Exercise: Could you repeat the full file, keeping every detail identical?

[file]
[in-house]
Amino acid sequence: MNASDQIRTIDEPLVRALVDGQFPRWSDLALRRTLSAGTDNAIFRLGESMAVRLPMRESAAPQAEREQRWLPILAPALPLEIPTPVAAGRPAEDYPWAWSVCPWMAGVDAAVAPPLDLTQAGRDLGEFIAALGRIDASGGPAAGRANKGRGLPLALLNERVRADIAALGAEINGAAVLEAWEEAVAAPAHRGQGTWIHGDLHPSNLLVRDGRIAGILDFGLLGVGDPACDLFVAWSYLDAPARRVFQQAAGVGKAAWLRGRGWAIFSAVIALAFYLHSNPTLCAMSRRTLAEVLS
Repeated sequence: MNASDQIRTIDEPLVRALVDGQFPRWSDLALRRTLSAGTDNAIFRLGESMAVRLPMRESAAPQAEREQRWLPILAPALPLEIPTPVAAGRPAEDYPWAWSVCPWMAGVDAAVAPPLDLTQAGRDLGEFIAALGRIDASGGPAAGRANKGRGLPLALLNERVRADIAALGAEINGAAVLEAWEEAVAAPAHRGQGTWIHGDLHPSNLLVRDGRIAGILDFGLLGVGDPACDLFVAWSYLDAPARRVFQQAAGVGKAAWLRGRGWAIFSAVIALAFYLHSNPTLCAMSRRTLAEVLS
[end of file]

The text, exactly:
[in-house]
Amino acid sequence: MNASDQIRTIDEPLVRALVDGQFPRWSDLALRRTLSAGTDNAIFRLGESMAVRLPMRESAAPQAEREQRWLPILAPALPLEIPTPVAAGRPAEDYPWAWSVCPWMAGVDAAVAPPLDLTQAGRDLGEFIAALGRIDASGGPAAGRANKGRGLPLALLNERVRADIAALGAEINGAAVLEAWEEAVAAPAHRGQGTWIHGDLHPSNLLVRDGRIAGILDFGLLGVGDPACDLFVAWSYLDAPARRVFQQAAGVGKAAWLRGRGWAIFSAVIALAFYLHSNPTLCAMSRRTLAEVLS
Repeated sequence: MNASDQIRTIDEPLVRALVDGQFPRWSDLALRRTLSAGTDNAIFRLGESMAVRLPMRESAAPQAEREQRWLPILAPALPLEIPTPVAAGRPAEDYPWAWSVCPWMAGVDAAVAPPLDLTQAGRDLGEFIAALGRIDASGGPAAGRANKGRGLPLALLNERVRADIAALGAEINGAAVLEAWEEAVAAPAHRGQGTWIHGDLHPSNLLVRDGRIAGILDFGLLGVGDPACDLFVAWSYLDAPARRVFQQAAGVGKAAWLRGRGWAIFSAVIALAFYLHSNPTLCAMSRRTLAEVLS